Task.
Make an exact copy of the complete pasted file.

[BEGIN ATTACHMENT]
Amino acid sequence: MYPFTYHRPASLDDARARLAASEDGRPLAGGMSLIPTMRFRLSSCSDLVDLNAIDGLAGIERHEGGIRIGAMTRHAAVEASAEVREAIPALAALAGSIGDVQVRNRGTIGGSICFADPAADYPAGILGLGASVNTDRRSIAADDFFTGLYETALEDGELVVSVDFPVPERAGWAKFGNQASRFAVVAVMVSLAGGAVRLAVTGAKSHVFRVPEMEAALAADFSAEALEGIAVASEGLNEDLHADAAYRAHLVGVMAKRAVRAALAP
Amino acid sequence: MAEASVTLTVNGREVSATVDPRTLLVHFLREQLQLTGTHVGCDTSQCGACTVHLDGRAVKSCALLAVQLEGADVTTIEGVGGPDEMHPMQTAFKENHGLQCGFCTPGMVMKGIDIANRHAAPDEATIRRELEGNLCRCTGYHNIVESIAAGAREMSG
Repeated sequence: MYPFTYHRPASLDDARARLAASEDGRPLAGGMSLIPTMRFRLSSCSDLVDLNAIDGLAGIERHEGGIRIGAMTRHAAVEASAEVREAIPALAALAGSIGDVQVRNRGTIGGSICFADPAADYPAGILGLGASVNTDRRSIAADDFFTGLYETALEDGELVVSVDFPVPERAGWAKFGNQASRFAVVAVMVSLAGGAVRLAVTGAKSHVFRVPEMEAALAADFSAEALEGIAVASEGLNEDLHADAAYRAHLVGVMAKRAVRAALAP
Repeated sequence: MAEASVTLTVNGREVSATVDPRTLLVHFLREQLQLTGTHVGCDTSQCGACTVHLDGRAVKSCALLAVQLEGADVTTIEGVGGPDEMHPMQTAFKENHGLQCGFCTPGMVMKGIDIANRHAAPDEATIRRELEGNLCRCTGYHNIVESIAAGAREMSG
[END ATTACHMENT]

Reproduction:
Amino acid sequence: MYPFTYHRPASLDDARARLAASEDGRPLAGGMSLIPTMRFRLSSCSDLVDLNAIDGLAGIERHEGGIRIGAMTRHAAVEASAEVREAIPALAALAGSIGDVQVRNRGTIGGSICFADPAADYPAGILGLGASVNTDRRSIAADDFFTGLYETALEDGELVVSVDFPVPERAGWAKFGNQASRFAVVAVMVSLAGGAVRLAVTGAKSHVFRVPEMEAALAADFSAEALEGIAVASEGLNEDLHADAAYRAHLVGVMAKRAVRAALAP
Amino acid sequence: MAEASVTLTVNGREVSATVDPRTLLVHFLREQLQLTGTHVGCDTSQCGACTVHLDGRAVKSCALLAVQLEGADVTTIEGVGGPDEMHPMQTAFKENHGLQCGFCTPGMVMKGIDIANRHAAPDEATIRRELEGNLCRCTGYHNIVESIAAGAREMSG
Repeated sequence: MYPFTYHRPASLDDARARLAASEDGRPLAGGMSLIPTMRFRLSSCSDLVDLNAIDGLAGIERHEGGIRIGAMTRHAAVEASAEVREAIPALAALAGSIGDVQVRNRGTIGGSICFADPAADYPAGILGLGASVNTDRRSIAADDFFTGLYETALEDGELVVSVDFPVPERAGWAKFGNQASRFAVVAVMVSLAGGAVRLAVTGAKSHVFRVPEMEAALAADFSAEALEGIAVASEGLNEDLHADAAYRAHLVGVMAKRAVRAALAP
Repeated sequence: MAEASVTLTVNGREVSATVDPRTLLVHFLREQLQLTGTHVGCDTSQCGACTVHLDGRAVKSCALLAVQLEGADVTTIEGVGGPDEMHPMQTAFKENHGLQCGFCTPGMVMKGIDIANRHAAPDEATIRRELEGNLCRCTGYHNIVESIAAGAREMSG